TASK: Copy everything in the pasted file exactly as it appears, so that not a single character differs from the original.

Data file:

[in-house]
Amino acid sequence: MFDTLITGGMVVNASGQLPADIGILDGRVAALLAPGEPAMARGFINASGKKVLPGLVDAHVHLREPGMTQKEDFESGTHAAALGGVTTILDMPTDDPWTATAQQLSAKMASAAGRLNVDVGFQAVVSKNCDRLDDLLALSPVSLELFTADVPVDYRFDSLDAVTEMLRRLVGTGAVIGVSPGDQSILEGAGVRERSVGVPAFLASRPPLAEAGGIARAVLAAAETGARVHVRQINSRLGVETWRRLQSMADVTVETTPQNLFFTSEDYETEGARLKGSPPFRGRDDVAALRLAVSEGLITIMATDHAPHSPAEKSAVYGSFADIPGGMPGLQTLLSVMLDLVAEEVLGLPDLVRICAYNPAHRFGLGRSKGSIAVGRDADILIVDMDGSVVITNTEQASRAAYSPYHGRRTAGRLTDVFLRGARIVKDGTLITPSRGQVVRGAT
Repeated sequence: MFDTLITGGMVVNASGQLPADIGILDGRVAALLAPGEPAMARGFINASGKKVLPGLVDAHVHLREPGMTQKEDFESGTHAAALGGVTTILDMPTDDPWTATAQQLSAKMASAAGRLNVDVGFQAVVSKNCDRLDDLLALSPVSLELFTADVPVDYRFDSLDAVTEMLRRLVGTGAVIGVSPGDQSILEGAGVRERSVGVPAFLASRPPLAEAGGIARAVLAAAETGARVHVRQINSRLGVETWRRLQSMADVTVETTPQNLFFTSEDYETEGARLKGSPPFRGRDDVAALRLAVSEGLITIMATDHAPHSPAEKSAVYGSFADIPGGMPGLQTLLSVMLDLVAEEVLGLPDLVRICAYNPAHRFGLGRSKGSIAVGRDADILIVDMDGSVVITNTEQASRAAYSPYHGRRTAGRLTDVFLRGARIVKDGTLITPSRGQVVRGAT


[in-house]
Amino acid sequence: MFDTLITGGMVVNASGQLPADIGILDGRVAALLAPGEPAMARGFINASGKKVLPGLVDAHVHLREPGMTQKEDFESGTHAAALGGVTTILDMPTDDPWTATAQQLSAKMASAAGRLNVDVGFQAVVSKNCDRLDDLLALSPVSLELFTADVPVDYRFDSLDAVTEMLRRLVGTGAVIGVSPGDQSILEGAGVRERSVGVPAFLASRPPLAEAGGIARAVLAAAETGARVHVRQINSRLGVETWRRLQSMADVTVETTPQNLFFTSEDYETEGARLKGSPPFRGRDDVAALRLAVSEGLITIMATDHAPHSPAEKSAVYGSFADIPGGMPGLQTLLSVMLDLVAEEVLGLPDLVRICAYNPAHRFGLGRSKGSIAVGRDADILIVDMDGSVVITNTEQASRAAYSPYHGRRTAGRLTDVFLRGARIVKDGTLITPSRGQVVRGAT
Repeated sequence: MFDTLITGGMVVNASGQLPADIGILDGRVAALLAPGEPAMARGFINASGKKVLPGLVDAHVHLREPGMTQKEDFESGTHAAALGGVTTILDMPTDDPWTATAQQLSAKMASAAGRLNVDVGFQAVVSKNCDRLDDLLALSPVSLELFTADVPVDYRFDSLDAVTEMLRRLVGTGAVIGVSPGDQSILEGAGVRERSVGVPAFLASRPPLAEAGGIARAVLAAAETGARVHVRQINSRLGVETWRRLQSMADVTVETTPQNLFFTSEDYETEGARLKGSPPFRGRDDVAALRLAVSEGLITIMATDHAPHSPAEKSAVYGSFADIPGGMPGLQTLLSVMLDLVAEEVLGLPDLVRICAYNPAHRFGLGRSKGSIAVGRDADILIVDMDGSVVITNTEQASRAAYSPYHGRRTAGRLTDVFLRGARIVKDGTLITPSRGQVVRGAT